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Originally appearing in Volume V24, Page 123 of the 1911 Encyclopedia Britannica.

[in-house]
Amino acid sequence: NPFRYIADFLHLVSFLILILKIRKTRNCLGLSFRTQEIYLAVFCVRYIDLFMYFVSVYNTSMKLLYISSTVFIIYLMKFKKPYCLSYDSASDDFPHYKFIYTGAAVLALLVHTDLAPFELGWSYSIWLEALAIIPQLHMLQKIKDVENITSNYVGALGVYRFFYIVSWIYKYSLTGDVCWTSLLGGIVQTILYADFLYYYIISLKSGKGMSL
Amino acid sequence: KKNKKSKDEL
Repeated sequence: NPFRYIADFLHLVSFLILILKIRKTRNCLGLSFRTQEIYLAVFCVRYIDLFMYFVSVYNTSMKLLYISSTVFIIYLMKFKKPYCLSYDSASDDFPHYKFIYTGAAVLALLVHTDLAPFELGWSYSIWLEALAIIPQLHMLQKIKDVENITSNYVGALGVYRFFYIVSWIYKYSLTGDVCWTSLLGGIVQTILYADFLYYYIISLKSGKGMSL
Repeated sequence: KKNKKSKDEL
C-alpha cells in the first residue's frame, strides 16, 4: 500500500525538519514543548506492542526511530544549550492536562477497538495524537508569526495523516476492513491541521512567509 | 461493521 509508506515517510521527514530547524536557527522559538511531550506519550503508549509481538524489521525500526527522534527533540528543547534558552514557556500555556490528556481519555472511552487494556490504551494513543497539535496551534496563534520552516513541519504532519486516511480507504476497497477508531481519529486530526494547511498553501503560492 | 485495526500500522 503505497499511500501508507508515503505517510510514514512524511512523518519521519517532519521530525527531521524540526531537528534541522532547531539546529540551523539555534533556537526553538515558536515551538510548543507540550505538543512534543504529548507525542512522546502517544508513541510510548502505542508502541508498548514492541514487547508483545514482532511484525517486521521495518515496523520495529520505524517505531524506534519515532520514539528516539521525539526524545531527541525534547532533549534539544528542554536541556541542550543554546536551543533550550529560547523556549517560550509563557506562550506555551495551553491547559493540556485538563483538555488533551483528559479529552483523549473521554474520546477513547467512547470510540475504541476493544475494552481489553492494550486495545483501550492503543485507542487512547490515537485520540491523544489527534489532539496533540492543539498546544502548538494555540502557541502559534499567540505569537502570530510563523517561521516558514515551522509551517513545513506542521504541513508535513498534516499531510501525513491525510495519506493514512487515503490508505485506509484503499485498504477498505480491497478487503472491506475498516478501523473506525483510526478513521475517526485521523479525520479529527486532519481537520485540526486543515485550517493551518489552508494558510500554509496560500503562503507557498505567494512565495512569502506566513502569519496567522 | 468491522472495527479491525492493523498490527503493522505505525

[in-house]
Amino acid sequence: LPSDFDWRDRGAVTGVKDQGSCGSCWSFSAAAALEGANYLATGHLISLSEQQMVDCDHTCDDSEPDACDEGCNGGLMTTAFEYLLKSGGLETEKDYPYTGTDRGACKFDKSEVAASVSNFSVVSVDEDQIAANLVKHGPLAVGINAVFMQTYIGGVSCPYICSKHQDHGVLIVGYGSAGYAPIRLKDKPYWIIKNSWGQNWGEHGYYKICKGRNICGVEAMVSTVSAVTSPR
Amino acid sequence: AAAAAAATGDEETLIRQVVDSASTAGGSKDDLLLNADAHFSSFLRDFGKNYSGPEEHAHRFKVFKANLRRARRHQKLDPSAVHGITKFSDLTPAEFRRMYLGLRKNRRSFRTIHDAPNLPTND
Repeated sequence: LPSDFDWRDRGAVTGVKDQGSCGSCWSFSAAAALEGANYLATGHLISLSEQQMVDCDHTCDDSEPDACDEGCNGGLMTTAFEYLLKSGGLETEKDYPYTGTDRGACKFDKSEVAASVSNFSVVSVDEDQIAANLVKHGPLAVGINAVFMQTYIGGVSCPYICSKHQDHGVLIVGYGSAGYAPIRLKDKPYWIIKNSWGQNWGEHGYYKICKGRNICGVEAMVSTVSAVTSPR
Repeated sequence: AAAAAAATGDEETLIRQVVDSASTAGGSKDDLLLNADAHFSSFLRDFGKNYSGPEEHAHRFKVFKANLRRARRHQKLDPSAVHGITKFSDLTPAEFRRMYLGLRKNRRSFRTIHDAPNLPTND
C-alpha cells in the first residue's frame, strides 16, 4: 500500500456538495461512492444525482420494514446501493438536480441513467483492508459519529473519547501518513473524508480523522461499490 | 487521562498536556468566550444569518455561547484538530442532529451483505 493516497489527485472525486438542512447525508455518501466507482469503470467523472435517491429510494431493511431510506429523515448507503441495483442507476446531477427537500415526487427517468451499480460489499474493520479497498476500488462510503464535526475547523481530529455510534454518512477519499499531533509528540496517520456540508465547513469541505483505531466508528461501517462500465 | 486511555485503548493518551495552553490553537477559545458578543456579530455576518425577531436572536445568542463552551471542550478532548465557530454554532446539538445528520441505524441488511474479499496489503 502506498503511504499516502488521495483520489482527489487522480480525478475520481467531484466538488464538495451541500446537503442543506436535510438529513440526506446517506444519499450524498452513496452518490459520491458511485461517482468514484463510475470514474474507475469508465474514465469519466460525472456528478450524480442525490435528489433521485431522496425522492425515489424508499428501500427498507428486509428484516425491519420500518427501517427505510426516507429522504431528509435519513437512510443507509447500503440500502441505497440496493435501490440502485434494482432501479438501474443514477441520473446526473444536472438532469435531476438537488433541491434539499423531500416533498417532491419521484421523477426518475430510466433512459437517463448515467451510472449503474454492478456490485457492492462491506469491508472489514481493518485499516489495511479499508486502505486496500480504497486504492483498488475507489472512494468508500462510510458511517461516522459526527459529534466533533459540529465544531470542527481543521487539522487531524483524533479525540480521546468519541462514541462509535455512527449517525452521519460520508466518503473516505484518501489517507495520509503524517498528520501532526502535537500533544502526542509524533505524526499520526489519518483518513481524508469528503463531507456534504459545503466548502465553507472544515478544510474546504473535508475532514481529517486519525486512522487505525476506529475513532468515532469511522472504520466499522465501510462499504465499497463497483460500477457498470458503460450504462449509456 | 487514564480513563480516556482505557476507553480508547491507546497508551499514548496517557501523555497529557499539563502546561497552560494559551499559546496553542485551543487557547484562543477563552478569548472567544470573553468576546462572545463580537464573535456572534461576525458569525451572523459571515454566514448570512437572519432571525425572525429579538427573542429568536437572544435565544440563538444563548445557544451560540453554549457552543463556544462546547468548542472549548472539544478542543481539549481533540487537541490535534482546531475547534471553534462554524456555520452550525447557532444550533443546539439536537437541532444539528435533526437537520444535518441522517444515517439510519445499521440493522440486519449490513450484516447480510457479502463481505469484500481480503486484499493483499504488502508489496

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SAMUEL OF NEHARDEA, usually called MAR SAMUEL Or YARHINAI (c. 165-c. 257), Babylonian Rabbi, was born in Nahardea in Babylonia and died there c. 257. He is associated with the fame of his great contemporary Rab (Abba Araka q.v.). Besides his mastery in the traditional Law, which added much to the growing reputation of the Rabbinic Academy of his native town, Samuel was famed for his scientific attainments. In particular his knowledge of astronomy was profound, and he was one of the first to compile a Calendar of the Jewish year, thus preparing the way for the fixation of the festivals by means of scientific calculations. But Samuel's fame rests on the service which he rendered in adapting the life of the Jews of the diaspora to the law of the land. " The law of the State is binding law," was the principle which Samuel enunciated, here carrying to its logical outcome the admonition of Jeremiah. When the king of Persia, Shapur, captured Mazaca-Caesarea, the Cappadocian capital, Samuel refused to mourn for the 12,000 Jews who lost their lives in its defence. As Graetz says: " To Jeremiah and Mar Samuel Judaism owes the possibility of existence in a foreign country." See Graetz, History of the Jews (English translation), vol. .ii. ch. xix. (I. A.) SAMUEL, BOOKS OF, two books of the Old Testament, which in the Jewish canon are ranked among the Former Prophets (Joshua-Kings), in contrast to the Latter Prophets (Isaiah-Malachi). The division into two (like the two Hebrew books of Kings) follows the Septuagint and the Vulgate, whose four books of " kingdoms " correspond to the Hebrew books of Samuel and Kings. Both Samuel and Kings, like Judges, are made up of a series of extracts and abstracts from various sources, worked over from time to time by successive editors, and freely handled by copyists down to a comparatively late date, as is shown by the numerous and often important variations between the Hebrew text and the Greek version (Septuagint). The main redaction of Judges and Kings was made under the influence of the ideas which characterize Deuteronomy, that is, after the reforms ascribed to Josiah (2 Kings xxiii.); but in Samuel the " Deu,teronomistic hand is much less prominent and the chronological system which runs through Judges and Kings occurs only sporadically. The book of Samuel completes the history of the " judges " of Israel, (11th century B.C.), and begins by relating the events which led to the institution of the monarchy under Saul, the part played by Samuel being especially prominent (I Sam. i.-xiv.). The interest is then transferred to David, the founder of the Judaean dynasty, and his early life is narrated with great wealth of detail. As Saul loses the divine favour, David's position advances until, after the death of Saul and the overthrow of Israel, he gains the allegiance of a disorganized people (I Sam. xv.-2 Sam. iv.), and Jerusalem becomes the centre of his empire (v.-viii.) —c. 1000 B.C. A more connected narrative is now given of the history of David (ix.-xx.), which is separated from the account of his death and Solomon's accession (1 Kings i. ii.) by an appendix of miscellaneous contents (xxi.-xxiv.). Three lines of interest are to be recognized: (a) that naturally taken by Israel (the northern kingdom) in the history of its first king, Saul; (b) the leading position of the prophets in the political and religious events; and (c) the superiority of the Judaean dynasty, a feature of paramount importance in the study of a book which has come ultimately through Judaean hands. (On the ambiguity of the name " Israel," see JEws, § 5.) Proof of the diversity of sources is found in the varying character of the narratives (historical, romantic, &c.); in the different literary styles (annalistic, detailed and vivid, Deuteronomic) ; in the representation of different standpoints and tastes; in the concluding summaries, 1 Sam. xiv. 47-51 compared with xv., 2 Sam. viii. compared with x.; in the double lists in 2 Sam. viii. 15-18, xx. 23-26, &c. The religious views are so varied that a single writer or even a single age cannot be postulated; note especially 1 Sam. xv. 22 seq. contrasted with the use of teraphim in xix. 13, and the different conceptions of Yahweh (1 Sam. xii. 21 seq., xv. 22 and xxvi. 19, &c.).1 ' It is of course necessary to note carefully whether the religious ideas have any real chronological value. Thus, I Sam. xvii. 36, 46 seq. contain ideas of Yahweh characteristic of exilic and post-exilic writings (see T. K. Cheyne, Ency. Bib. col. 1755), but no proof of an early date is furnished by xxvi. 19b (cf. Ruth i. 16, I Kings xx. 23, 2 Kings xvii. 26 seq.); or 2 Sam. xxiv. 1 (cf. I Kings xxii. 20, Ezek. xlv. 9), or 2 Sam. xxi. I (note drought as the punishment for not Unsystematic additions appear to have been made from time to time on a considerable scale, and we not seldom find two accounts of the same events which not only differ in detail but are certainly of very different date. Thus, the saying " Is Saul also among the prophets?" (I Sam. x. 12) finds another explanation in xix. 18-24, where Samuel holds a new position as head of a community of prophets and the words are adapted to an incident in the history of David, who flees north (not south) and is wondrously preserved. The episode, with the interview between Saul and Samuel, and with its interesting attitude to Saul and to the prophets, was evidently unknown to the writer of xv. 35. Other and more profound differences relating to the rise of the monarchy (§ 2), the career of Saul (§ 3) and David's conquest of Jerusalem (§ 4) represent irreconcilable historical background. The first part of the book is concerned with Samuel and Saul. The introductory account (i.-iv. la) of the birth, dedication and calling of the young prophet Samuel is a valuable 2. Institapicture of religious life at the sanctuary at Shiloh. don of It is connected by the prophecy of the punishment the moat of the house of Eli (iii. II sqq.) with the defeat of the ohs'. Israelites by the Philistines at Ebenezer near Aphek, the loss of the ark (iv. lb-22), and its subsequent fortunes (v.-vii. I). A Philistine oppression of twenty years ends when Samuel, here the recognized " judge " of Israel, gains a great victory at Ebenezer near Mizpah (vii.). But the overthrow of the Philistines is also ascribed to Saul (xiv.), there is no room for both in the history of the prophet (see vii. 14), and it is now generally recognized that two conflicting representations have been combined. In one (a) Samuel, after his victory, continues to rule peacefully as a theocratic judge over the Israelites, the people demand a king, and although their request is viewed as hostile to the worship of Yahweh the tribes are summoned at Mizpah and the sacred lot falls upon Saul of Benjamin (vii. viii. x. 17-27). But in the other (b) the Philistines have occupied the heart of the land, the Israelites are thoroughly disorganized, and their miserable condition moves Yahweh to send as a deliverer the otherwise unknown Saul, who is anointed by Samuel, a seer of local renown (ix. 16, xiii. xiv.). The conclusion of the former is found in Samuel's farewell address (xii.) and the entire representation of Samuel's position, Saul's rise, and the characteristic attitude towards the monarchy (viii. 7, X. 19, xii. 12, cf. Deut. xvii. 14-20, Judg. viii. 22 seq., Hos. viii. 4, xiii. I1), separate it sharply from the relatively fragmentary narrative in (b); see further SAMUEL. The former, now predominating, account (a) is that of the Deuteronomic school, .and, although a running narrative, appears on closer inspection to be based upon earlier sources of different origin. The account of Eli, Shiloh and the ark (i.-iii.) is the 'natural prelude to iv.-vii. I, where, however, we lose sight of Samuel and the prophecy. The punishment of Eli and his sons (iv.) becomes a passing interest, and the fate of the ark is by no means so central an idea as its wonder-working in the Philistine territory. Moreover, the sequel of the defeat in iv. is not stated, although other allusions to the fall of Shiloh (Jer. vii. 12-I5, xxvi. 6, 9, Ps. lxxviii. 6o sqq.), and the subsequent reappearance of the priestly family at Nob (xxi. seq.) have led most scholars to the conclusion that a fuller account of the events must have been extant. A narrative of Eli and the priesthood of Shiloh has probably been used to form an introduction to Samuel's victory (vii.), and it has been supplemented partly by the account of the early life of the future prophet and judge (note the present abrupt introduction of Eli in i. 3) and partly by narratives of the history of the ark (v. seq.). That this section was handled at a relatively late period is clear not only from the presence of the Deuteronomic prophecy in ii. 27-36 (see § 6), but also from the insertion of Hannah's psalm (ii. I-io)—the prototype of the " Magnificat "—a post-exilic passage, " probably composed in celebration of some national success " (Driver), the present suitability of which rests upon the interpretation placed on verse 5. For the more fragmentary account of Saul's rise (ix. I–x. 16, xiii. 2-7a, 15b-23, xiv. 1-47), see above, page 194. Chapter xi., where he leads Israel and Judah to the rescue of their kinsmen of Jabesh-Gilead, rebuilding the temple, Hag. i. ; or for not attending the feast of Tabernacles, Zech. xiv. 16-19). 1. Position and contents. represents a situation which belongs to (a) rather than to the state of chaos represented in (b) ; it describes how the newly-elected king proved his worth (cf. x. 27, xi. 12 seq.). The compiler has used a story in which Saul is a private individual of Gibeah, whither the messengers came in the course of their mission (xi. 4 seq.). This valuable narrative is of quite distinct origin. Further, Samuel's speech includes himself among the past judges (xii. ii, cf..vii.), and refers to an Ammonite invasion (v. 12). The latter finds no place in the present history, although the local story of Jephthah's deliverance of Gilead (Judg. xi.) has been treated as the occasion of a general Ammonite oppression, which leads to an Israelite gathering, also at Mizpah (Judg. x. 7, 9, 17). For other evidence of compositeness in this section, see A. Lods, Etudes de theologie (Paris, 1901), pp. 259-284, and below, § 6. Saul.—Saul's reign is introduced in xiii. r where a blank has been left for his age at accession (some MSS. insert " thirty ") ; the duration of his reign is also textually uncertain. 3. The The formula is parallel to that in 2 Sam. ii. i o seq., kingdom o/ Saul. V. 4 seq., and frequently in the Book of Kings, with the additional feature that the age at accession, there usually confined to the Judaean kings, is here given for the Israelite Saul and his son Ishbosheth (i.e. Ishbaal). The summary in xiv. 47 sqq. is evidently by an admirer; it is immediately followed by a reference to the continuous Philistine warfare (v. 52, contrast vii. 13) which forms an introduction to the life of David. This summary gives a picture of Saul's ability and position which differs so markedly from the subsequent more extensive narratives of David's history that its genuineness has sometimes been questioned; nevertheless it is substantiated by the old poem quoted from the Book of Jashar in 2 Sam. i. 19-27, and a fundamental divergence in the traditions may be assumed. Similarly in 2 Sam. ii. 8-ioa, the length of Ishbaal's reign conflicts with the history of David (ii. 11 and iv. 1-v. 3), and the reorganization of (north) Israel with the aid of Abner does not accord with other traditions which represent David as the deliverer of (all?) Israel from the Philistine yoke (iii. 18, xix. 9). But ii. 8-ioa, in common with 1 Sam. xiii. 1, xiv. 47-51 (cf. also the introduction in r Sam. vii. 2 and the conclusion vii. 15-17), are of a literary character different from the detailed narratives; the redactional or annalistic style is notice-able, and they contain features characteristic of the annals which form the framework of Kings.' In Kings the Israelite and Judaean records are kept carefully separate and the in-dependent standpoint of each is at once obvious. Here, however, much complication arises from the combination of traditions of distinct origin: independent records of Saul having been revised or supplemented by writers whose interest lay in David. Little old tradition of Saul is preserved. The disastrous over-throw of Israel in the north (xxxi.) finds its explanation in an interview with the dead Samuel (xxviii. 3-25, here a famous prophet), where the Israelite catastrophe is foreshadowed, and Saul learns that he has lost the favour of Yahweh, and that his kingdom will pass to David (vv. 16-19). Allusion is made to his campaign against Amalek (mentioned in xiv. 48 apparently as an active enemy), the story of which contains another denunciation and again a reference to the coming supremacy of David (xv. 28). This peculiar treatment of Saul's history by writers of the prophetical school (cf. Ahab in x Kings xx. 35-43) has been adapted to the life of David, and the Amalekite war (r Sam. xv.) is now the prelude to the anointing of the youth of Bethlehem by Samuel (xvi. r sqq.). Yet another account of Saul's rejection is found in xiii. 8-14, even before his defeat of the Philistines, and Saul is warned of the impending change (cf. v. 13 seq. with 2 Sam. vii. 11-16). But the incident was evidently unknown to the author of chap. xv., and in this subordination of the history of Saul to that of David, in the reshaping of writings by specifically Judaean hands, we have a preliminary clue to the literary growth of the book. The unambiguous allusions in xiii. 13 seq., xv 26-28, and the anointing of David by Samuel in xvi. are ignored in the narratives of the relations between David and Saul, of whose first meeting two 'Characteristic expressions of Deuteronomic writers are found in 1 Sam. xiv. 47 seq. (cp. Judg. ii. 14 sqq.) ;'similarly in the (north) Israelite writer in 2 Kings xiii. 3 sqq. (see KINGS).contradictory accounts are given (contrast xvi. 21 sqq. and xvii. 55 sqq.). The independent stories of David place him in the south of Judah, an outlaw with a large following, or a vassal of the Philistines; and his raids upon south Judaean clans are treated as attacks upon Saul's kingdom (xxvii. 10-12). But the earlier stages are extremely confused. Two very similar narratives describe Saul's pursuit of David in the Judaean desert (xxiv. xxvi.)' The main points are Saul's confession and his recognition that David would prevail (xxvi. 21-25); the latter is more emphatic when he foresees that David will gain the kingdom of Israel and he adjures him to spare his seed (xxiv. 20-22). This last feature is prominent in xxiii. 15-18 (the prelude to xxiv.), where a passage is inserted to describe the covenant between David and Saul's son Jonathan. The account of David's flight is equally intricate. The tradition that David slew Goliath, brought his head to Jerusalem, and deposited his sword in Nob (xvii., cf. xxi. 9, xxii. io) is incompatible with the simpler notice in 2 Sam. xxi. 19 (1 Chron. xx. 5 seeks to avoid the discrepancy); and even if the name Goliath be a later addition to the story of some great exploit (A. R. S. Kennedy, Sam., pp. 122, 149), or a descriptive title (W. E. Barnes, Chron., p. ro4), it is surely difficult, on historical grounds, to reconcile David's recurring fights with the Philistines with his subsequent escape from Saul to Achish of Gath (xxvii.; already anticipated in xxi. 10-15); see further § 6. Saul's jealousy, however, is in some way kindled, and there is already a hint at David's succession ()viii. 8 sqq., Septuagint omits io seq.). The stories of Merab (xviii. 17-19) and Michal (vv. 20 sqq.) are duplicate, and a number of internal difficulties throughout are only partially removed in the shorter text of the Septuagint.. In xx. David has realized Saul's hatred; but Jonathan scarcely credits it, although in xix. 1-7 Saul had instructed his attendants to slay the youth and his son had effected a reconciliation. This is ignored also in xix. 8-so (cf. xviii. so seq., xx. 31 sqq.), and again in vv. 11-17 where David is saved by Michal his wife (see xxv. 44), and in vv. 18-24 (David with Samuel, see § 1 end). Even in xx. the urgent preparations for flight are delayed in vv. 11-17, where Jonathan entreats David's kindness for his descendants (seen Sam. ix. 1, below), and again in vv. 40-42, where the second meeting with a renewal of the covenant stultifies the preceding plans.' David.—All the stories of the relations between the founders of the respective monarchies are so closely interwoven that the disentanglement of distinct series of narratives is a task of the greatest difficulty .4 They reflect in varying 4' The kingdom forms the popular interest in David and are of the of David. greatest value in illustrating current traditions, thought and styles of literature. Apart from the more detailed and continuous history, there are miscellaneous passages in 2 Sam. v.-viii., with introduction (v. 1-3), and a concluding chapter rounding off his reign (viii.). A similar collection in xxi.-xxiv. severs the narratives in ix.-xx. from David's death in 1 Kings i.-ii. Their contents range over all periods, from the Amalekite 'war (viii. 12, cf. 1 Sam. xxx.) to David's " last words " (xxiii. 1, but see 1 Kings i. and ii. 1). In particular they narrate the capture of Jerusalem from the Jebusites (v. 6-1o) and other fights in that district as far as Gezer (vv. 17-25), the purchase of land from a Jebusite for the erection of an altar (xxiv.; see r Chron. xxi.-xxii. 1, 2 Chron. iii. 1), and the remarkable story of the pacification of the Gibeonites (xxi. 1-14). With the conflicts in v. are closely connected the exploits in xxi. 15 sqq., xxiii. 8 sqq., and the probability of some disarrangement is supported by the repetition of the list of officials in viii. 15-18 and xx. 23-26, which many scholars (after Budde) attribute to the later insertion of ix.-xx. 22. On this view, at an earlier stage the two groups v.-viii.,`xxi.-xxiv. were contiguous-though 2 It is difficult to decide which is the older; for xxvi. see especially M. Lohr, Sam., p. xlv. ; H. Gressmann, Schriften d. A. T., ad loc. ; for xxiv. see W. W. Guth, Journ. of Bibl. Lit. (1906), pp. 114 sqq. ' The keen interest in Jonathan is also conspicuous at the very commencement of Saul's career, where the youth (in ix. Saul himself appears to be represented as an inexperienced youth) is the centre of the narrative (see xiii. 3, xiv. 1-14, 17, 21, 27-45), rather than the father who now achieves the task to which he was called by Yahweh. But the revision has been too complicated for any satisfactory discussion of the literary stages. 4 On the attempts (especially of K. Budde, Richter u. Samuel, 189o, and elsewhere) to recover here the Yahwistic (or Judaean) and Elohistic (or Ephraimite) sources of the Hexateuch, see the criticisms of B. Stade, Theolog. Lit. Zeitung (1896), No. i ; Steuernagel, ib. (1903), No. s7; W. Riedel, Theol. Lit. Blatt (1904), No. 3, col. 28; also H. P. Smith, Journ. Bibl. Lit., 15 (1896), pp. 1-8; and W. W. Guth, Die altere Schicht in den Erzahlungen fiber Saul u. David (1904) ; and " Unity of the Older Saul-David Narratives " (see note 2 above). not necessarily in their present form or order' Budde's further conclusion that i Kings i. ii. 1-9, 13 sqq. were likewise wanting (Sam. p. xi.) is also valuable, since (a) 2 Sam. v.-viii. (with xxi.-xxiv.) finds its natural continuation, on the analogy of the Deuteronomic compiler's framework in Kings, in i Kings ii. 10-12, iii. 2, and (b) I Kings v. 3 seq. (also Deuteronomic) explicitly points back to the summary of the wars in 2 Sam. viii. It is commonly recognized that the compiler of 2 Sam. v.-viii. has wrongly placed after the capture of Jerusalem (v. 6 sqq.) the conflict with the Philistines (v. 17 sqq.), where the " hold " is not Zion but some place of retreat, perhaps Adullam (cf. xxiii. 14). This being so, the conflicts in xxi. 15 sqq., xxiii. 8 sqq., which are located around Gath, Lehi (so read xxiii. iI), Pasdammim (so v. 9; see 1 Chron. xi. 13), Bethlehem, and the valley of Rephaim, should also precede the occupation of Jerusalem and the subsequent partition of territory among David's sons and others (e.g. xiii. 23, near Bethel). These passages combine to furnish a representation of the events leading to the capture of the capital which is distinct from and now superseded by the detailed narratives in ii. 12-iv. Here, Ishbaal is east of the Jordan, David's men are engaged in fighting Benjamin and Israel—even at Gibeon (about 6 m. N.W. of Jerusalem), the interest of the history is in David's former relations with Israel at Saul's court, and he is regarded as the future deliverer of the oppressed people. These stories are, in fact, of a stamp with the detailed narratives already noticed (§ 3), and they conflict with the fragmentary traditions of David's steps to Jerusalem as seriously as the popular narratives of Saul conflicted with older evidence. But already Josh. ix. 17, xv. 63; Judg. i. 21, 29, 35, xix. 10-12; 2 Sam. v. 6 (cf. xxi. 2), indicate the presence of a line of alien cities including Jerusalem itself, and would point to an important alien district, the existence of which obviously bears upon the trustworthiness of the group of narratives encircling Bethlehem of Judah and Gibeah of Benjamin, the traditional homes of David and Saul' On the other hand, this would ignore the representation of (north) Israelite extension over Judah by Joshua and Saul,* and it may be inferred that we have to allow for absolutely different and conflicting standpoints in regard to the history of the district, and that the Judaean traditions of David once had their own independent account of the occupation of Jerusalem and its neighbourhood. The fragments preserved in 2 Sam. v.-viii., xxi.-xxiv. are quite distinct from ii. 12-iv.; they throw another light upon David's relations to Saul's family (xxi. 1-14) ; and the stories of heroic conflicts with giant-like figures of Gath, &c. (xxiii. 9 seq., 18, cf. I Chron. xi. II, 20) find no place by the side of the more detailed records of David's sojourn under the protection of a king of Gath, one of a confederation of Philistine cities (I Sam. xxvii., xxix.). It is probable that popular stories of the conquest of the earlier inhabitants have been applied to the Philistines; their general character associates them with the legends of the " sons of Anal( " who enter into Judaean (perhaps originally Calebite) tradition elsewhere (Num. xiii. 22; Josh. xi. 21 seq., xv. 14; see Budde, Sam., p. 310 seq.) * Several intricate literary problems however at ' Cornill, Nowack, Stenning and Kennedy (see Literature, below) accept Budde's suggestion that ix.–xx. were inserted by a hand later than the first Deuteronomic editor of viii.; but the further assumption that this editor had deliberately omitted ix.–xx. from his edition cannot be proved, and deals with a literary stage too early for any confident opinion or even for any critical investigation of value. s " Jerusalem " in i Sam. xvii. 54 is usually treated as an anachronism, because of its occupation by the Jebusites, and Kirjathjearim (vii. 1, 2, perhaps Kiryat el-Enab, 9 M. W. of Jerusalem) is commonly admitted to be in alien hands. But it is clear that Nob (i Sam. xxi. seq.), about 2 M. N. of the capital, on this view, was scarcely an Israelite city, yet the presence of the priests of Shiloh there is essential to the present structure of the book. ' For Joshua, see the older portions of Josh. x., and for Saul, I Sam. xiv. 47-51 (his wars), xv. 4 (his Judaean army), xvii. 54 (Jerusalem), xxvii. 7-12 (south Judaean clans under Israelite suzerainty) and 2 Sam. i. 12 (Septuagint). ' For this cf. the " Anakim " of Gaza, Gath and Ashdod, &c., in Josh. xi. 21 seq., with the " Philistine " lords, ib. xiii. 3, and see